*This is a media peice I wrote for part of my English Language As Level Coursework*
Yo Sushi. Wagamamas. Wok Wok. Here in the U.K it is impossible not to notice our infatuation with Japanese food- with these massive chain restaurants dominating our high streets, and sushi being found in almost every shop and café. But have you ever had a go at making any dishes from this wide and varied cuisine yourself?
Japan has the lowest obesity levels and also the highest life expectancy rate in the entire world, and some say that it’s their diet that helps them to achieve this. Recently, many people have been adopting a Japanese diet in order to improve certain aspects of their health, such as cholesterol levels, high blood pressure and weight gain. A book that has assisted in the promotion of this traditional and healthy way of eating is “Japanese Women Don’t Get Old or Fat” by Naomi Moriyama and William Doyle.
Here the author speaks about the “Seven pillars of Japanese home cooking” these being the seven main ingredients that Japanese cuisine is based upon. Here they are, with the health benefits:
1- Fish: Fish is a great food that is full of protein and nutrient, but also low in fat. Particular “oily fish” such as salmon, mackerel, sardines or tuna contain Omega 3 essential fatty acids that are proven to aid in maintaining a healthy heart.
2 and 3- Fruit and Vegetables: From a young age we are always told to “eat our greens” , and we all know how good fruit and vegetables are for us. They are a good source of vitamins, nutrients and antioxidants, and also act as a fantastic source of fibre- which keeps you full of energy. The Japanese are particularly fond of spinach, peppers, aubergines, mushrooms, carrots, beans and various sea vegetables. And fruit-wise, peaches, plums, apples and orange are especial favourites.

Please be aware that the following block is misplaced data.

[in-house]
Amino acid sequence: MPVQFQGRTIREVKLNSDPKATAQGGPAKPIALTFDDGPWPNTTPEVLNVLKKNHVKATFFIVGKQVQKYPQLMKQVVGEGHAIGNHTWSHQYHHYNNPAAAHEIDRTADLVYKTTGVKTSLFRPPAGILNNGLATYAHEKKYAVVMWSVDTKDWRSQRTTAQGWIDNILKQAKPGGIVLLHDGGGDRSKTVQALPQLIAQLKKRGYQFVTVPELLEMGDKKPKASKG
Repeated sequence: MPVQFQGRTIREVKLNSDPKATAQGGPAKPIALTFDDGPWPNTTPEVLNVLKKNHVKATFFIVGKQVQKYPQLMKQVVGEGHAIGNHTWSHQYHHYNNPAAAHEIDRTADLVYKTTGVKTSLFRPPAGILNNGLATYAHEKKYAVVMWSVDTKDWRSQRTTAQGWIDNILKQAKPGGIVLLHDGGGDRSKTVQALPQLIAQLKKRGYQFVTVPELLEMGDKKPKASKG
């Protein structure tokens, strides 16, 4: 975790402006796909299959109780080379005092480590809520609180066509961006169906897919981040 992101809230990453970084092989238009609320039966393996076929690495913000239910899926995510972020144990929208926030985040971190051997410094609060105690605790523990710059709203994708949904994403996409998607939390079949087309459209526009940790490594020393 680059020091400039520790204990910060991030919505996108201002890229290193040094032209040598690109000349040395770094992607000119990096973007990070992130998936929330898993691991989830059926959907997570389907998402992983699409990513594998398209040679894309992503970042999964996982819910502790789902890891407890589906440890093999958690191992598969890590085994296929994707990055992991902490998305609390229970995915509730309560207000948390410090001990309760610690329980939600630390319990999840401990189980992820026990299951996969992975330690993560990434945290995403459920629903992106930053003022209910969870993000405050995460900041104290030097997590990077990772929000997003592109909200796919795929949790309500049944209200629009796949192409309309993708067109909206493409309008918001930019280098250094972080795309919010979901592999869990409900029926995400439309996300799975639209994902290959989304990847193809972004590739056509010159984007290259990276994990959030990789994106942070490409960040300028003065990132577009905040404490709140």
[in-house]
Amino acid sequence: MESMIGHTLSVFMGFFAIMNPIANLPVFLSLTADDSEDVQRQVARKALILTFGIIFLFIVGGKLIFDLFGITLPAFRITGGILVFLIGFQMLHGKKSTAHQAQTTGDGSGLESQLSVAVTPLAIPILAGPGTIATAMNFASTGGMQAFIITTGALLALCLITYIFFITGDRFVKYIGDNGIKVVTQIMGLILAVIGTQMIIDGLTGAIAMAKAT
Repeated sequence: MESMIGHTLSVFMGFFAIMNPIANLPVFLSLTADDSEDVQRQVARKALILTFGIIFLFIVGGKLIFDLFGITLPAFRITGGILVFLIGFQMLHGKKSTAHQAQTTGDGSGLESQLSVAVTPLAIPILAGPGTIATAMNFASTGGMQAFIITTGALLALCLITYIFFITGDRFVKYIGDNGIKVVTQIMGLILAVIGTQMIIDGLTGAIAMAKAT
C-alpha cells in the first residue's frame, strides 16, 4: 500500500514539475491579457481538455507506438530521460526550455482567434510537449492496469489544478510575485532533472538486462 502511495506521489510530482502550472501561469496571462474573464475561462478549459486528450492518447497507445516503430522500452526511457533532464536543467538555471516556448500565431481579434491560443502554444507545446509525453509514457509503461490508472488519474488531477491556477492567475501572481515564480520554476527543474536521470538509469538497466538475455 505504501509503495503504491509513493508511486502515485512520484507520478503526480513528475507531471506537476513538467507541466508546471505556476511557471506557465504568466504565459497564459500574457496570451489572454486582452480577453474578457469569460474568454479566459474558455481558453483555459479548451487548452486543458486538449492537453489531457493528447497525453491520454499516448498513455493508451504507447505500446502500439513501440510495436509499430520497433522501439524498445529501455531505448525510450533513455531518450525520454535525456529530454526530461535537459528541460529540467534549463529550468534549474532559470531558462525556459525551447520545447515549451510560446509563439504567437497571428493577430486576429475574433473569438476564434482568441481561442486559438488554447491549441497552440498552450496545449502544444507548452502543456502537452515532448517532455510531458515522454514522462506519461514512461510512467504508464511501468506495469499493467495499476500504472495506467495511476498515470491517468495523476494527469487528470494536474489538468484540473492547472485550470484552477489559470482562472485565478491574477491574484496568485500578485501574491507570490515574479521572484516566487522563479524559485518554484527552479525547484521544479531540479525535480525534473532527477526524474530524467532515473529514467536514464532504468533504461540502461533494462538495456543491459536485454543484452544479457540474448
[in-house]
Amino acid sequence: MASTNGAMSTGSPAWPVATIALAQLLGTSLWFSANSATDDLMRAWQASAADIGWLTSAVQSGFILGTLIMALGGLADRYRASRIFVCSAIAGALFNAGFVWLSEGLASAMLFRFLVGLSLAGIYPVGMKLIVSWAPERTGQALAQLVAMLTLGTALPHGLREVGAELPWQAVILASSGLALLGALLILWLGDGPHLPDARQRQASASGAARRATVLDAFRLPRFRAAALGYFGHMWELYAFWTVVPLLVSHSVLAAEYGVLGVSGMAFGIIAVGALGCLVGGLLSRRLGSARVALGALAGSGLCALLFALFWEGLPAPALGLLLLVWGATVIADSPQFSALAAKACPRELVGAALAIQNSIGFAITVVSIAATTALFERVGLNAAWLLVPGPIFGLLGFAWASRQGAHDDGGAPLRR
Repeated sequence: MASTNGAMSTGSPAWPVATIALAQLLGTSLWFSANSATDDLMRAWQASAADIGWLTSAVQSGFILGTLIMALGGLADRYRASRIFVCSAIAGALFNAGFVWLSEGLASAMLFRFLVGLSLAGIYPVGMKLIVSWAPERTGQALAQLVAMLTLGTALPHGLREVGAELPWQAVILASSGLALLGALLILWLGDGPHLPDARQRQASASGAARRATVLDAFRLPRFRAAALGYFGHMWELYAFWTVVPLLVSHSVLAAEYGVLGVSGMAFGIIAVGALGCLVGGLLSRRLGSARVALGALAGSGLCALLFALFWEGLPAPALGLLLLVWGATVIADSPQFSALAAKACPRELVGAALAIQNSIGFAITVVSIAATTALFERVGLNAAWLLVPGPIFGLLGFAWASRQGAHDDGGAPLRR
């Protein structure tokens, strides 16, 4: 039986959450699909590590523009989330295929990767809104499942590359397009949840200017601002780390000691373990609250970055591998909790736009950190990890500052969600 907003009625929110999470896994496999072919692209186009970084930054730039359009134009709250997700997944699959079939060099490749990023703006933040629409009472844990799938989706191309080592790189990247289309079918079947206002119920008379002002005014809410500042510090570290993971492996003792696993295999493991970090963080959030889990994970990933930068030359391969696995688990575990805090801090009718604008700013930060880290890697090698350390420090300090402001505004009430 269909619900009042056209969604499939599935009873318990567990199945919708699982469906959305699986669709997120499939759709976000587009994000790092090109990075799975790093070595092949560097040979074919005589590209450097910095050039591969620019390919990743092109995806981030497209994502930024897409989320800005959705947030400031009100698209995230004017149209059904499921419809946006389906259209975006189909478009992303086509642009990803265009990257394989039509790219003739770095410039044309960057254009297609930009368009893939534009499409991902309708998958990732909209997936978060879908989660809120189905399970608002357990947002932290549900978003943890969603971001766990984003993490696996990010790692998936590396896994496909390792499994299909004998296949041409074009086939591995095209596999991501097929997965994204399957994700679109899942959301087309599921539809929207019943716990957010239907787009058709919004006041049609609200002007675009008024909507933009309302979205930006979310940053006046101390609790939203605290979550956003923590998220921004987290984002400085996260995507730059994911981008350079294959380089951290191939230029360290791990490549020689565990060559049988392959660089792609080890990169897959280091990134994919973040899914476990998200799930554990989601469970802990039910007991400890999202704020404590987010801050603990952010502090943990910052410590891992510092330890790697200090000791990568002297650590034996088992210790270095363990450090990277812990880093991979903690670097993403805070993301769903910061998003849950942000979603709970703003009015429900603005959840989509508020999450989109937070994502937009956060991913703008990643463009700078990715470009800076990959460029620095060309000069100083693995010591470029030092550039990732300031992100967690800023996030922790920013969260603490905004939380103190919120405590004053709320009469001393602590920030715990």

4- Rice: Nutritionally, rice is a very good source of carbohydrates. In Japan, it is usually served plain, unlike many carbohydrates we cook here (the more dense and calorific bread and pasta), that we cover in butter, oil or creamy sauces. The Japanese traditionally use "japonica" rice- a short grain variety that has a sticky or glutinous texture.
5- Soya: Now when I mention soya, I hope you don’t conjure images of hemp t shirts, pots of boiling lentils and sandal wearing hippies. Soya, including items such as edamame beans, tofu and miso paste, are absolutely delicious additions to any Asian dishes, as well as a good source of low fat protein.
6- Noodles: The main types of noodles eaten in Japan are soba, udon, ramen and somen. Their noodles, unlike traditional Chinese noodles, are made without egg, which is a healthier alternative as eggs contain saturated fat- something that is not common to the Japanese diet, due to the small amount of animal products they consume.
7- Tea: The relaxation and health benefits of having a cuppa may be even more than you think. Studies show that green tea in particular is high in antioxidants, can reduce the risks of certain cancers, lowers cholesterol levels and increases metabolism.
Now that you know about the health benefits you can glean from the Japanese diet, why don’t you grab a wok and start cooking? Here is a delicious, healthy, and beautiful recipe for you to cook at home, shown below this article: